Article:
In response to this report, many economists acknowledged the decades-high surge in prices, but looked ahead to a moderation in the pace of price increases this year. Others suggested the latest report would further prompt the Federal Reserve to move more quickly and aggressively than previously anticipated to rein in rising prices. 

Here were some of the main takeaways from economists’ commentary about the latest inflation data. 

‘Demand is showing very little let-up’

According to Rick Rieder, BlackRock’s chief investment officer of global fixed income, the CPI report shows an unusual willingness by consumers to continue paying for increasingly pricey goods and services. 

“It is a very rare time in history, in fact, most people operating in markets haven’t seen this sort of demand outstripping supply in the real economy in their careers, with some areas seemingly depicting a dynamic suggesting that ‘price is no object,'” Rieder said in an email. 

“Clearly, inflation has been escalating for a number of months due to shortages of supply in areas such as housing, commodities, semiconductors, new and used cars, etc., and those supply shortages are mostly still in place today,” he said. “Remarkably, though, demand is showing very little let-up despite these prices staying sticky high, with the rapid transmission of the Omicron variant of the virus making a return to normalcy a more extended process.”

He added that he doesn’t expect to see “any let-up for a few months” in rising prices, while adding these trends may begin to ease into spring and summer this year. 

‘Pressure on the Fed’ 

With headline CPI inflation still climbing on an annual basis, the latest report will vindicate Federal Reserve officials’ recent messaging and allow them to move more quickly to raise rates, end their asset purchase tapering program and, eventually, start drawing down the central bank’s nearly $9 trillion balance sheet, according to a number of economists. Just earlier this week, Fed Chair Jerome Powell said during a hearing before the Senate Banking Committee that, “If we see inflation persisting at high levels, longer than expected, if we have to raise interest rates more over time, then we will.” 

“Today’s number will increase pressure on the Fed to get monetary policy tightening off the starting block,” Seema Shah, chief strategist at Principal Global Investors, wrote in an email. 

And indeed, for many economists, the latest inflation data reinforce that the Fed will need to raise rates four times this year, compared to the three rate hikes previously telegraphed in the central bank’s last Summary of Economic Projections from December.

“Overall, the breadth of the inflation supports our call for four Fed hikes this year, along with the start of quantitative tightening,” Bank of America economists led by Aditya Bhave wrote in a note. “Core inflation is likely to peak in March 2022, after which the [year-over-year] comparisons will turn highly unfavorable. But the key question is where core inflation lands in the medium term. And increasingly the risks are that it will land closer to 3% than the Fed’s 2% target.”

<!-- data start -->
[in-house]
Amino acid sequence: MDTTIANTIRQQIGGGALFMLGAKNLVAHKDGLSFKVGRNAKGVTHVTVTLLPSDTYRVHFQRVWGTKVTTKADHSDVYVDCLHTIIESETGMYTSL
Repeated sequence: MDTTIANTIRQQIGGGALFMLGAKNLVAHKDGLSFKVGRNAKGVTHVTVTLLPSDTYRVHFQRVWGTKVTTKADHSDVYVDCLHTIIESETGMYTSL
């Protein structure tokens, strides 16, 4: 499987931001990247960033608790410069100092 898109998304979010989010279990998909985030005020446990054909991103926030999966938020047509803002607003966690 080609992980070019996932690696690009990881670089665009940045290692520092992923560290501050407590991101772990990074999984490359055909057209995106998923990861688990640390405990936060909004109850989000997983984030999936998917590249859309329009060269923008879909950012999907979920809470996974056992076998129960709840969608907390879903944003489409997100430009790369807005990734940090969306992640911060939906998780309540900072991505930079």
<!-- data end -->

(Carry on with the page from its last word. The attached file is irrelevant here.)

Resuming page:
Others offered a similar view. 

“Persistent high inflation rates together with the recent strong labor market data reinforce the hawkish narrative provided by the Fed,” Christian Scherrmann, DWS Group U.S. economist, said in an email. “Looking ahead, Omicron looks set to dictate the fate of the economy in January and maybe in February. But current indications on how the new variant plays out suggest that the Fed will remain on track to reduce its accommodative monetary policy, most likely as early as in March this year, by hiking rates for the first time since December 2018.”

‘The run of big increases is over’ 

Despite the surge in inflation in December, many economists are looking for the rate of price increases to ease beginning mid-this year. 

December’s increase to 7.0% … likely is not quite the peak which we think will be about 7.2% in January and February, but the run of big increases is over, and it will start to fall in March,” Ian Shepherdson, chief economist at Pantheon Macroeconomics, wrote in a note. “By September, we look for 4[.5]%.”

Tendayi Kapfidze, U.S. Bank chief economist, told Yahoo Finance Live on Wednesday he expected “we might have one or two more months of really high prints before we start on the downtrend.” 

“Our expectation is that by the end of the year, we should be somewhere around the 3% level,” he added. “So we should get a deceleration in inflation maybe starting in the second quarter and certainly in the second half of the year.”

And while the headline CPI has yet to peak, others pointed out that some of the key components of CPI started to come down in December compared to prior months in the first hints at a broader moderation. This was particularly visible in the energy index, where prices fell 0.4% in December, compared to November. Fuel oil and gasoline prices each declined during the month, though they were still higher by upwards of 40%, compared to the same month in 2020. Food prices rose 0.5% in December, though this slowed compared to faster increases in each of the three months prior. 

“Although today’s inflation number was pretty much in line with our and most analysts’ expectations, the data should have been better given the significant decline in energy prices, particularly gasoline,” said Matthew Sherwood, global economist at Economist Intelligence Unit. Core inflation is now rising faster than headline month on month. Inflationary pressures are now pretty well endemic across the entire U.S. economy.”